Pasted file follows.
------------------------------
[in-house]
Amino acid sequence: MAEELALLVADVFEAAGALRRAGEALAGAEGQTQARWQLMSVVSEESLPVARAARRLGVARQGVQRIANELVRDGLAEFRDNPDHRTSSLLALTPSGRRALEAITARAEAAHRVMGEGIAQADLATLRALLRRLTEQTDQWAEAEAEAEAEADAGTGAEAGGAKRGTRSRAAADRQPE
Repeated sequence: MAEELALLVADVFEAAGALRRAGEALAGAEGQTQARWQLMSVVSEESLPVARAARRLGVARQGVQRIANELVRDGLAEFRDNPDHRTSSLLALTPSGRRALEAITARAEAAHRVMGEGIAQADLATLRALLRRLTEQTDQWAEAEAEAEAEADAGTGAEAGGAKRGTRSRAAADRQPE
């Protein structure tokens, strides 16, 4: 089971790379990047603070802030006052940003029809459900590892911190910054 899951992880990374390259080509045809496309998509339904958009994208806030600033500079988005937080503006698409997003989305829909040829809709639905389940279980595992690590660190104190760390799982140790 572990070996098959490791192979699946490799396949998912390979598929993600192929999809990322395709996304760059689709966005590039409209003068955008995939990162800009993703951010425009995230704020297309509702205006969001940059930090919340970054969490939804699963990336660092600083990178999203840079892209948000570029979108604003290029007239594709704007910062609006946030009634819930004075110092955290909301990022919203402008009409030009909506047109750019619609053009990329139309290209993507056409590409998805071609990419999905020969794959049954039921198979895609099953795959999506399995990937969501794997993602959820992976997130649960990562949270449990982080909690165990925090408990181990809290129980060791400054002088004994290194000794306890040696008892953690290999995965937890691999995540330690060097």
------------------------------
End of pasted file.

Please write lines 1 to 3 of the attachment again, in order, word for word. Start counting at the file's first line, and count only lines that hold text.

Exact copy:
[in-house]
Amino acid sequence: MAEELALLVADVFEAAGALRRAGEALAGAEGQTQARWQLMSVVSEESLPVARAARRLGVARQGVQRIANELVRDGLAEFRDNPDHRTSSLLALTPSGRRALEAITARAEAAHRVMGEGIAQADLATLRALLRRLTEQTDQWAEAEAEAEAEADAGTGAEAGGAKRGTRSRAAADRQPE
Repeated sequence: MAEELALLVADVFEAAGALRRAGEALAGAEGQTQARWQLMSVVSEESLPVARAARRLGVARQGVQRIANELVRDGLAEFRDNPDHRTSSLLALTPSGRRALEAITARAEAAHRVMGEGIAQADLATLRALLRRLTEQTDQWAEAEAEAEAEADAGTGAEAGGAKRGTRSRAAADRQPE